Photo Credit: The San Francisco Chroncile

April 20, 2010–Normally, this blog focuses on Thailand’s elephants, but yesterday I read about the success one man, known in Cambodia as “Uncle Elephant”, has had teaching humans to co-exist with the dwindling elephant populations.

As Geoffrey Cain reports, “In Cambodia’s elephant zones, Sereivathana Tuy has stopped farmers from cutting the animal’s nationwide population – which stands at less than 400. For that, he is one of six recipients of the Goldman Environmental Prize, to be awarded today [April 19, 2010] in San Francisco.”

According to Cain, the program’s success lies largely with its focus on education, not law enforcement:

The Cambodian program begins with teachers who educate children on how to co-exist with elephants in one of four schools across the country in isolated communities. The children then pass the new knowledge to their parents. Soon, “the whole village is talking about these techniques,” Tuy said.

The plan also encourages farmers to alternate rapidly growing crops such as cucumbers and white radishes, which can be harvested several times a year before elephants have the chance to eat them. Tuy also encourages farmers to stop planting crops that elephants love – watermelons, sugarcane and bananas – in favor of ones they detest, such as eggplant and chile peppers.

“This way, the villagers keep their harvest and we conserve the elephant population,” he said….

In Cambodia, the clash between elephants and humans peaked after the communist Khmer Rouge regime was ousted in 1979. Vast deforestation followed, forcing elephants to search for food and water on farmlands near their traditional forests… At the same time, wealthy Cambodians sought expensive elephant tails, tusks and the tips of their trunks – body parts they believe are symbols of power. This led to widespread poaching, Tuy says.

Before Tuy became director of his elephant project in 2005, conservationists would often report elephant killings to the police, who would then jail the perpetrators until a fine, sometimes as much as $2,400, could be negotiated.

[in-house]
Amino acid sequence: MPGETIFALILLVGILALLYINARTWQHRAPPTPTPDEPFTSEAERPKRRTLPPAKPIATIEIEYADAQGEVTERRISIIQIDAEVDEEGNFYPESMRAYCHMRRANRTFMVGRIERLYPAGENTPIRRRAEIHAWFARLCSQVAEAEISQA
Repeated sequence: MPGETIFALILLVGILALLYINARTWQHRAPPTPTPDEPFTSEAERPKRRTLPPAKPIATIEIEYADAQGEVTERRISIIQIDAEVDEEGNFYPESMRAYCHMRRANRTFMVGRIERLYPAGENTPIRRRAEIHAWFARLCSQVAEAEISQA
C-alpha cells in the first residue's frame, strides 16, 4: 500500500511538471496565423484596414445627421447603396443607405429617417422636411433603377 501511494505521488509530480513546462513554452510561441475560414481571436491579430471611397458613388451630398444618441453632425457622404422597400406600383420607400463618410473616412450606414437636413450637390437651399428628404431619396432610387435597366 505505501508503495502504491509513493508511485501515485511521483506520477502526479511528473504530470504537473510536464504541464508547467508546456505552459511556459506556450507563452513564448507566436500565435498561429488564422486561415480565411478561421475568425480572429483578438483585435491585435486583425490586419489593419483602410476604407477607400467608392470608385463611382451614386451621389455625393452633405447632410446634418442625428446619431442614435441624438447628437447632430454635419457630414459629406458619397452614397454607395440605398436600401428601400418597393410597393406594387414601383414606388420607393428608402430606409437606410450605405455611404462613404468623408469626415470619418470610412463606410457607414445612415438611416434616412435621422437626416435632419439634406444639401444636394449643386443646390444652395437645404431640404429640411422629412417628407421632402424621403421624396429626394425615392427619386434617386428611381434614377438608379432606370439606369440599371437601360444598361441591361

Today, poaching has been reduced significantly. Irate farmers, however, are still known to kill elephants that threaten their crops. Tuy says law enforcement is just part of the solution. “Ultimately, you need education and improved livelihoods,” he said…

Tuy estimates that there have been between five and 10 elephant attacks on humans since 2003, and only one death since 2005 – a sign that farmers are using safer methods to drive elephants away.

He hopes that his program will double the elephant population to 1,000 elephants in 20 years. He concedes that would be a difficult feat, given the animal’s long gestation and maturation process. Asian elephants, which can live as long as 60 years, don’t reproduce until they are between 8 and 14 years of age – enough time to be killed by predators, poachers or disease.

For now, however, Tuy’s biggest hope in saving the elephants is changing Cambodian attitudes.

“When I was a poacher, I made a mistake,” said Sophal Shout, a 54-year-old community leader in Prey Proseth who teaches villagers about alternative ways of repelling elephant attacks. Tuy “helped me find the right path.”

To read more of Cain’s article, please visit:

Worldwide Elephant Numbers:

African: The largest populations, found in eastern and southern Africa, are threatened by the ivory trade. At the start of the 20th century, the African population was estimated at between 5 million and 10 million. By the end of the century, poaching and deforestation had reduced their numbers to about 500,000.

Asian: Experts say 40,000 to 50,000 wild Asian elephants live across Asia, 60 percent of them in India. In Cambodia, deforestation has caused the elephant population to dwindle from 2,000 in 1995 to fewer than 400 in 2010. In Vietnam, Laos, Bangladesh, China and Nepal, experts say only 300 or so are left in each country.

According to Soraida Salwala, founder of the world’s first Asian Elephant Hospital in Thailand and featured in The Eyes of Thailand documentary, Thailand has less than 4,000 wild and captive elephants.

-Windy Borman

Director/Producer, The Eyes of Thailand

Photo Credit: The San Francisco Chronicle